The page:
A special purpose vehicle (SPV) for the credit enhancement fund with respect to infrastructure projects
has been delayed because of differences between Indian Infrastructure Finance Company Ltd (IIFCL), the principal promoter, and the Reserve Bank of India (RBI), the regulator, over the governing guidelines.
The economic affairs secretary had a meeting with the RBI
and IIFCL on this last week.
has been in the making since February last year, when Union Finance Minister Arun Jaitley
proposed it in his Budget speech as part of measures to promote the corporate bond market.
The differences between IIFCL and the RBI
pertain to the timeline as to when a project becomes a non-performing asset for the SPV
and what the capital adequacy requirements for the organisation should be, senior officials told Business Standard
. The RBI
is of the view that since the asset remains the same both for lenders and the SPV, which would extend the credit enhancement, there should be similar capital in the system before and after the enhancement. This should be in addition to the overall 20 per cent capital requirement for the SPV.
IIFCL, however, felt that the SPV
should maintain capital in accordance with its own exposure since its liability is limited to the exposure. It was of the view that higher capital would make the entire exercise inefficient. IIFCL is expected to hold a 20 per cent stake in the SPV.
When contacted, IIFCL Chairman and Managing Director Sanjeev Kaushik said issues related to the RBI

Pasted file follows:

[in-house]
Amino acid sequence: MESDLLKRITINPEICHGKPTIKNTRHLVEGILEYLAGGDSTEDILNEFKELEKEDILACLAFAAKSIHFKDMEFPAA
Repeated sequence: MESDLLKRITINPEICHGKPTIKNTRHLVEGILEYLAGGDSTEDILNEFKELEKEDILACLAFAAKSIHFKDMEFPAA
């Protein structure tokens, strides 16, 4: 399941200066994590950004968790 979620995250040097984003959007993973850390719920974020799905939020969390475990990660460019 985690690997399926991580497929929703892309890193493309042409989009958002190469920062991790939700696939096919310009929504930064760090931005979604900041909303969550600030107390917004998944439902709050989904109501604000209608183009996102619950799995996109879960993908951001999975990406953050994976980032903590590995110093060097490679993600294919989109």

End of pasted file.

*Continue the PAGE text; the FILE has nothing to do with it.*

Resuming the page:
guidelines were being resolved. “We have prioritised it (fund). We have incorporated the Credit Guarantee Company.” The initial corpus of the fund would be Rs 500 crore, he said.
Officials, however, said the central bank also wanted the invoked guarantee to be repaid within 30 days from the date of invocation. Or else, if it remains unpaid for 90 days after the 30 days (total of 120 days), the project will become a non-preforming asset.
IIFCL, however, contended that since infrastructure projects
were of longer gestation, such a timeline would not serve the purpose.
It, instead, proposed two scenarios where in the case of a partial invocation of the guarantee, the principal and interest are payable on bond maturity even though it accrues from the date of invocation. In the second scenario when there is a complete invocation of partial credit guarantee (PCG), interest and other charges are payable immediately.
Though the RBI
maintained that the invocation of PCG
is an indication of chronic stress in a project, IIFCL contradicted it by saying this could also happen due to a temporary liquidity crunch due to unforeseen events. Besides, rating agencies would not enhance the rating if there is a condition of repayment of invoked guarantee within 30 days since it would not reduce the obligations of the project in case of stress.
IIFCL also felt that the due date should be mutually decided by the parties and not the regulator in accordance with views of multilateral agencies. This would help the SPV
to have flexibility and come up with structures on a case-to-case basis. The possible way out of the differences was that interest could be made payable monthly with a moratorium and the principal be repaid at maturity. Besides, the invoked PCG
could be considered as preference capital.